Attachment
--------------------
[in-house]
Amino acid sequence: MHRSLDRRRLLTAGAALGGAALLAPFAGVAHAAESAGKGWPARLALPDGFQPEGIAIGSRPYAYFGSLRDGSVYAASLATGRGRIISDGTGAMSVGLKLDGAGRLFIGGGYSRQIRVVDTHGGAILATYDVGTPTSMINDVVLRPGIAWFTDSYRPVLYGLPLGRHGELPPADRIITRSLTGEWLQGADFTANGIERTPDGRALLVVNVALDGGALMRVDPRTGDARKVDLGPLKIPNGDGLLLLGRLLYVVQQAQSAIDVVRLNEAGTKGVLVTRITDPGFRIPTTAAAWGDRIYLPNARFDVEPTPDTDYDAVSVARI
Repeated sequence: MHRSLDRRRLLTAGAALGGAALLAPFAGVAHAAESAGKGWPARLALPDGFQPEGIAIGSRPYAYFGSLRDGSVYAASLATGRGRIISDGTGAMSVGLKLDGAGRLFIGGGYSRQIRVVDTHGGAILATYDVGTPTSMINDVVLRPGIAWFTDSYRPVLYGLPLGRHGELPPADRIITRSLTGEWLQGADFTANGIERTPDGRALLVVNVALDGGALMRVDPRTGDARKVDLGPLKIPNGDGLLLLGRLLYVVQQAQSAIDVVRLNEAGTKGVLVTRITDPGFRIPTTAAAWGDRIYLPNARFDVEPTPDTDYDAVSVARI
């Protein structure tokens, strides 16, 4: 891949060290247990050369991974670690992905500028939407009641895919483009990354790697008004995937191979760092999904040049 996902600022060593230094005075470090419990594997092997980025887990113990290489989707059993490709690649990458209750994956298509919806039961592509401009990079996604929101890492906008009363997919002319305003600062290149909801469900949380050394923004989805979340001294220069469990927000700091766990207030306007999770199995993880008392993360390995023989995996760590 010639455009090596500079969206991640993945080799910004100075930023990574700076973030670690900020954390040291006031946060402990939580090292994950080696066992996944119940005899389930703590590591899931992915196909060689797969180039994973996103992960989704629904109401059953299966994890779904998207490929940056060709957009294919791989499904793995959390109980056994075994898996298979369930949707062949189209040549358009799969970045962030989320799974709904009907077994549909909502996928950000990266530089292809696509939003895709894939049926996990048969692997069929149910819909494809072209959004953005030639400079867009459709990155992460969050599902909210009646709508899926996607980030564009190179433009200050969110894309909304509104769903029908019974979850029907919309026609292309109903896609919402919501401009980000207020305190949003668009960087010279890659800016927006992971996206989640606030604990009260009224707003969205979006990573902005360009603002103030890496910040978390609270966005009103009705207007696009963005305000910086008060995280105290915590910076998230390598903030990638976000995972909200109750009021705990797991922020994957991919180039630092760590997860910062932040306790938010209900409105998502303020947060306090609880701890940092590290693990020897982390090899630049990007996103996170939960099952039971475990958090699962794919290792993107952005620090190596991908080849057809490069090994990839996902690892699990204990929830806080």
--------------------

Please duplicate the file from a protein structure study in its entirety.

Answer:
[in-house]
Amino acid sequence: MHRSLDRRRLLTAGAALGGAALLAPFAGVAHAAESAGKGWPARLALPDGFQPEGIAIGSRPYAYFGSLRDGSVYAASLATGRGRIISDGTGAMSVGLKLDGAGRLFIGGGYSRQIRVVDTHGGAILATYDVGTPTSMINDVVLRPGIAWFTDSYRPVLYGLPLGRHGELPPADRIITRSLTGEWLQGADFTANGIERTPDGRALLVVNVALDGGALMRVDPRTGDARKVDLGPLKIPNGDGLLLLGRLLYVVQQAQSAIDVVRLNEAGTKGVLVTRITDPGFRIPTTAAAWGDRIYLPNARFDVEPTPDTDYDAVSVARI
Repeated sequence: MHRSLDRRRLLTAGAALGGAALLAPFAGVAHAAESAGKGWPARLALPDGFQPEGIAIGSRPYAYFGSLRDGSVYAASLATGRGRIISDGTGAMSVGLKLDGAGRLFIGGGYSRQIRVVDTHGGAILATYDVGTPTSMINDVVLRPGIAWFTDSYRPVLYGLPLGRHGELPPADRIITRSLTGEWLQGADFTANGIERTPDGRALLVVNVALDGGALMRVDPRTGDARKVDLGPLKIPNGDGLLLLGRLLYVVQQAQSAIDVVRLNEAGTKGVLVTRITDPGFRIPTTAAAWGDRIYLPNARFDVEPTPDTDYDAVSVARI
């Protein structure tokens, strides 16, 4: 891949060290247990050369991974670690992905500028939407009641895919483009990354790697008004995937191979760092999904040049 996902600022060593230094005075470090419990594997092997980025887990113990290489989707059993490709690649990458209750994956298509919806039961592509401009990079996604929101890492906008009363997919002319305003600062290149909801469900949380050394923004989805979340001294220069469990927000700091766990207030306007999770199995993880008392993360390995023989995996760590 010639455009090596500079969206991640993945080799910004100075930023990574700076973030670690900020954390040291006031946060402990939580090292994950080696066992996944119940005899389930703590590591899931992915196909060689797969180039994973996103992960989704629904109401059953299966994890779904998207490929940056060709957009294919791989499904793995959390109980056994075994898996298979369930949707062949189209040549358009799969970045962030989320799974709904009907077994549909909502996928950000990266530089292809696509939003895709894939049926996990048969692997069929149910819909494809072209959004953005030639400079867009459709990155992460969050599902909210009646709508899926996607980030564009190179433009200050969110894309909304509104769903029908019974979850029907919309026609292309109903896609919402919501401009980000207020305190949003668009960087010279890659800016927006992971996206989640606030604990009260009224707003969205979006990573902005360009603002103030890496910040978390609270966005009103009705207007696009963005305000910086008060995280105290915590910076998230390598903030990638976000995972909200109750009021705990797991922020994957991919180039630092760590997860910062932040306790938010209900409105998502303020947060306090609880701890940092590290693990020897982390090899630049990007996103996170939960099952039971475990958090699962794919290792993107952005620090190596991908080849057809490069090994990839996902690892699990204990929830806080």